some emergent markets


Mind the Gap by Daphne Lasky
July 21, 2010, 10:17 am
Filed under: Uncategorized | Tags: ,

The market structure here in Paris is remarkably linear. At markets like Belleville and Barbès, the space is so crowded that you can walk in a straight line for blocks before you find an opportunity to duck out into a different space.

On other occasions, we’ve come across markets with empty stalls. While the metal scaffolding is set up (thanks, city government!), an absent vendor creates a gap in the long stretch of produce-covered tables. Shoppers use these gaps as shortcuts for hopping from one row of stalls to another, and I’m starting to think of the empty stalls as potentially interesting field disturbances.

This gap opens up an interesting view across the market–it is so important to always be able to keep an eye on the cheese vendor.

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3 Comments so far
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I think your observation about fieid disturbances and gaps is brilliant. I would also think that loosely related to this could be the end to end gradient condition you write about. It is interesting to have the normative reference of the linear layout as a constant, a situation much at odds with Rome. Have you plotted out where gaps occur to see if there is a logic, either contextual or within market operations or whether this is random and opportunistic.

Comment by robin dripps

Thanks for your comment! Writing this response, it occurs to me that while we’ve written a lot about linear markets, we haven’t specifically discussed the “plaza” typology that we’ve found (where parallel rows of markets stalls create a wider field). Gaps in linear and plaza markets have very different effects, something that we’ll have to address in future posts.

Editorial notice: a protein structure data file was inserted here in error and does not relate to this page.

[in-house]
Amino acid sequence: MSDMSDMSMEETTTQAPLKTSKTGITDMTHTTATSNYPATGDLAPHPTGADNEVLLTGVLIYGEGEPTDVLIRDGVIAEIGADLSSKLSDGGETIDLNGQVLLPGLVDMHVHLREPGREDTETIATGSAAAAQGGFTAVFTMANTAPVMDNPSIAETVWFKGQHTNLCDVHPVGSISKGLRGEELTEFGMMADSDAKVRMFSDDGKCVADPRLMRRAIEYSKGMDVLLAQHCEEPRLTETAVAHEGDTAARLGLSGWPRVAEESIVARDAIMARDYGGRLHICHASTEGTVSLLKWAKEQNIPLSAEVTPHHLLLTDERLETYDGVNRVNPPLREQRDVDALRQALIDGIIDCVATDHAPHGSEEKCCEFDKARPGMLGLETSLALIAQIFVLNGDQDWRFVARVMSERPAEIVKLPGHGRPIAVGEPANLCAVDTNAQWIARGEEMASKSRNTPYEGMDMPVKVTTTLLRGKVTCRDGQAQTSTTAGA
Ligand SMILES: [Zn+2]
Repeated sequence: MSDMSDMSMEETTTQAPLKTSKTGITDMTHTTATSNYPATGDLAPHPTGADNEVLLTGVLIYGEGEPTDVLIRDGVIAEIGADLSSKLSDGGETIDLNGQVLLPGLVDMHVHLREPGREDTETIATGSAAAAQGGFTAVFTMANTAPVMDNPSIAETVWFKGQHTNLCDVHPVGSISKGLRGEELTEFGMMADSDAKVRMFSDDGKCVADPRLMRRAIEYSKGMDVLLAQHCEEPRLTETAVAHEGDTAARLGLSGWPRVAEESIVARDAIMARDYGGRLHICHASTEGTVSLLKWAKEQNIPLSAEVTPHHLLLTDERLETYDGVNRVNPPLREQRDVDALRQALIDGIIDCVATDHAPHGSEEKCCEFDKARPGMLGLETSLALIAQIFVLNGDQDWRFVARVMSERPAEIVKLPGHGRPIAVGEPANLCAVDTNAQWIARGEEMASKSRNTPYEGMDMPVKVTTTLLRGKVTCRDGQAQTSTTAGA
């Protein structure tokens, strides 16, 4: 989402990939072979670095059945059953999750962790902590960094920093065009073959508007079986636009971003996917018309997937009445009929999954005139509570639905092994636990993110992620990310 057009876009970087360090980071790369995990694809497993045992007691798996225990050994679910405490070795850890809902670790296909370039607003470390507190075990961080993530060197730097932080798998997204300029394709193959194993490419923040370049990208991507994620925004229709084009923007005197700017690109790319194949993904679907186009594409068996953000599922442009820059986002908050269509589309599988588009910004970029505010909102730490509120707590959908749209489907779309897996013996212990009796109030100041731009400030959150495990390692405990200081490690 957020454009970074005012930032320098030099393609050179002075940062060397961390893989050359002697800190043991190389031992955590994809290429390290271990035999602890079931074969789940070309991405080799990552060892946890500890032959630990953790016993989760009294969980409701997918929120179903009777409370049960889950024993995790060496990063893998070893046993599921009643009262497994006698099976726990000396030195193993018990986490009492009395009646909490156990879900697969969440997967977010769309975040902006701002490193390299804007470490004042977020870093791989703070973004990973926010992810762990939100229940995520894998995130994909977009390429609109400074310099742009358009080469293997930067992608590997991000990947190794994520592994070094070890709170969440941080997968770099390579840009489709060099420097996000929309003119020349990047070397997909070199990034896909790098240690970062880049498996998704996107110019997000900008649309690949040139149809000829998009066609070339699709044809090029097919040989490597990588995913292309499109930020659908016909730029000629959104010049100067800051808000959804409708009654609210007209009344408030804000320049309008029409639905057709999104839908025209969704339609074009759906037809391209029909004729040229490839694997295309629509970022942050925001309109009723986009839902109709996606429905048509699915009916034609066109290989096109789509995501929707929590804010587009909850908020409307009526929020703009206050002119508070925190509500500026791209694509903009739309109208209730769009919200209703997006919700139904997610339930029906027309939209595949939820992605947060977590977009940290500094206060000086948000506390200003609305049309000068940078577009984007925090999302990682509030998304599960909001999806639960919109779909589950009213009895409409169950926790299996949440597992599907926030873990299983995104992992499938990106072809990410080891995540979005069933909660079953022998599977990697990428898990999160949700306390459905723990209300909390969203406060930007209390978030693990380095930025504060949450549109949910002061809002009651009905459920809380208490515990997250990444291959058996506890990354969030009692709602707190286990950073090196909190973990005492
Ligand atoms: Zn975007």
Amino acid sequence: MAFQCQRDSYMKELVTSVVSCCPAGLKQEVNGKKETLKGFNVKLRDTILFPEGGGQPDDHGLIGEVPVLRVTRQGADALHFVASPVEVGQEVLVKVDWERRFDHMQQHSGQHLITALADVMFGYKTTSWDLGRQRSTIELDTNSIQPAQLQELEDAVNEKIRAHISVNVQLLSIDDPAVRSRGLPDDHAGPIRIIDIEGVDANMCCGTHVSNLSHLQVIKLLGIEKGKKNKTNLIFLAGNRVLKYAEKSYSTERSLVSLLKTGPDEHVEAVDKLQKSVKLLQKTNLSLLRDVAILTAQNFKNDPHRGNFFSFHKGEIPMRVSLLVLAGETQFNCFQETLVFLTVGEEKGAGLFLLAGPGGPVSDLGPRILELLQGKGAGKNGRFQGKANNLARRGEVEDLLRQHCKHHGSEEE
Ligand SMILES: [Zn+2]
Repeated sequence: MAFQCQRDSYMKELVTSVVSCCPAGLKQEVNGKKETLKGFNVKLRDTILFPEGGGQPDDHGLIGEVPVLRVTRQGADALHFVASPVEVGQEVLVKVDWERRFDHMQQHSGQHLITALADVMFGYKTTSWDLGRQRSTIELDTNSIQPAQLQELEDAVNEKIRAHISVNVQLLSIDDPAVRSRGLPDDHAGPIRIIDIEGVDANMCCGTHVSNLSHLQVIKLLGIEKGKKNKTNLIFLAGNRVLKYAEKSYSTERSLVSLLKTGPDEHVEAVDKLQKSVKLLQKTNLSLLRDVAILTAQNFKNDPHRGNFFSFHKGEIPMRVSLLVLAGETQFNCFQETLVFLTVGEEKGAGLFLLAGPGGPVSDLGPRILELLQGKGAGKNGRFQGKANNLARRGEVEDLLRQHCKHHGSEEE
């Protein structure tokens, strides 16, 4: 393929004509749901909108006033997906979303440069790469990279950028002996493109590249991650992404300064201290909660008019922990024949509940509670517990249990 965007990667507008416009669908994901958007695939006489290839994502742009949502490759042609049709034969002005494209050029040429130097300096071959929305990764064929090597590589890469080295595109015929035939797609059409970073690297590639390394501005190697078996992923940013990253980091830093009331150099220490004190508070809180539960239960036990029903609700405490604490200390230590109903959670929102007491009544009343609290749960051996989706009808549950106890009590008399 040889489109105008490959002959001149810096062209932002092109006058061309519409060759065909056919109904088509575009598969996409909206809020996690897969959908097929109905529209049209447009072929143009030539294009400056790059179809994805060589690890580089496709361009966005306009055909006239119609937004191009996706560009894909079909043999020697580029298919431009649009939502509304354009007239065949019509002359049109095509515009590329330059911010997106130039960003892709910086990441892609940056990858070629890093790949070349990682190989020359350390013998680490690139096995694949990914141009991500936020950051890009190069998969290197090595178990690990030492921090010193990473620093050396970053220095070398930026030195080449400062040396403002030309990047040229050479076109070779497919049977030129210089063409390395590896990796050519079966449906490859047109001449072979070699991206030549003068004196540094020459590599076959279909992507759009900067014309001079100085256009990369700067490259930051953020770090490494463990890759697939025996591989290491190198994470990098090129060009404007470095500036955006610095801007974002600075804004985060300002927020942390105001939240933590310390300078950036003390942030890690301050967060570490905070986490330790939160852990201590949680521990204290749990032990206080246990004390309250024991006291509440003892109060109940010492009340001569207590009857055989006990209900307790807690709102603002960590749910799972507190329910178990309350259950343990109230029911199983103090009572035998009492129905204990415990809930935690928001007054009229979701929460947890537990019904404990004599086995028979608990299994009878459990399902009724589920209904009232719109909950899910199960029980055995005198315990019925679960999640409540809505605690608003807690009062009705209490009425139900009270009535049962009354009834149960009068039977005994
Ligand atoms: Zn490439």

For now, the jury’s out on whether or not the gaps are random. On one level, an absent vendor here and there could be due to illness, vacation, or whatnot, and so might not have a “structure,” so to speak. On another level, large numbers of empty stalls (4+, I’d say, offhand) tend to cluster together. It’s a city agency that controls/grants vendor permits, and I’d be very interested to know to what extent they manage the placement of vendors.

Finally, in some places where authorized vendors have left gaps, informal vendors have plugged into the market system. These individual responses to field disturbances can have a significant influence on the feel of a market, and it’s something we’re paying attention to this week.

Comment by Daphne

[…] consumers do cross from one side to the other and they tend to do it through one of the gaps in the market stalls. Possibly related posts: (automatically generated)roving markets 1 Comment 1 Comment so far […]

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